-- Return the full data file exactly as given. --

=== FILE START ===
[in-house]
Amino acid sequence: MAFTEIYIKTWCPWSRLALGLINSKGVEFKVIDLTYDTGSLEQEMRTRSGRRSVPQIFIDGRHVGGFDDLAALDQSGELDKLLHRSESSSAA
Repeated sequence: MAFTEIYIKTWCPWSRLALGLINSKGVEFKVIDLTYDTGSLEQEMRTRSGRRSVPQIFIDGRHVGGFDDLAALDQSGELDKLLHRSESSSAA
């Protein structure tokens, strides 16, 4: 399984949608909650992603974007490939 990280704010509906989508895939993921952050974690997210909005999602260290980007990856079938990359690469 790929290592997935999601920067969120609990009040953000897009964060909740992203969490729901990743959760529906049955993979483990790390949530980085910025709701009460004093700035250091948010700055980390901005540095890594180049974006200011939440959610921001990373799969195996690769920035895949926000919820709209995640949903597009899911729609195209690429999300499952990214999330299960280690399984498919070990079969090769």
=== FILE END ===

[in-house]
Amino acid sequence: MAFTEIYIKTWCPWSRLALGLINSKGVEFKVIDLTYDTGSLEQEMRTRSGRRSVPQIFIDGRHVGGFDDLAALDQSGELDKLLHRSESSSAA
Repeated sequence: MAFTEIYIKTWCPWSRLALGLINSKGVEFKVIDLTYDTGSLEQEMRTRSGRRSVPQIFIDGRHVGGFDDLAALDQSGELDKLLHRSESSSAA
């Protein structure tokens, strides 16, 4: 399984949608909650992603974007490939 990280704010509906989508895939993921952050974690997210909005999602260290980007990856079938990359690469 790929290592997935999601920067969120609990009040953000897009964060909740992203969490729901990743959760529906049955993979483990790390949530980085910025709701009460004093700035250091948010700055980390901005540095890594180049974006200011939440959610921001990373799969195996690769920035895949926000919820709209995640949903597009899911729609195209690429999300499952990214999330299960280690399984498919070990079969090769």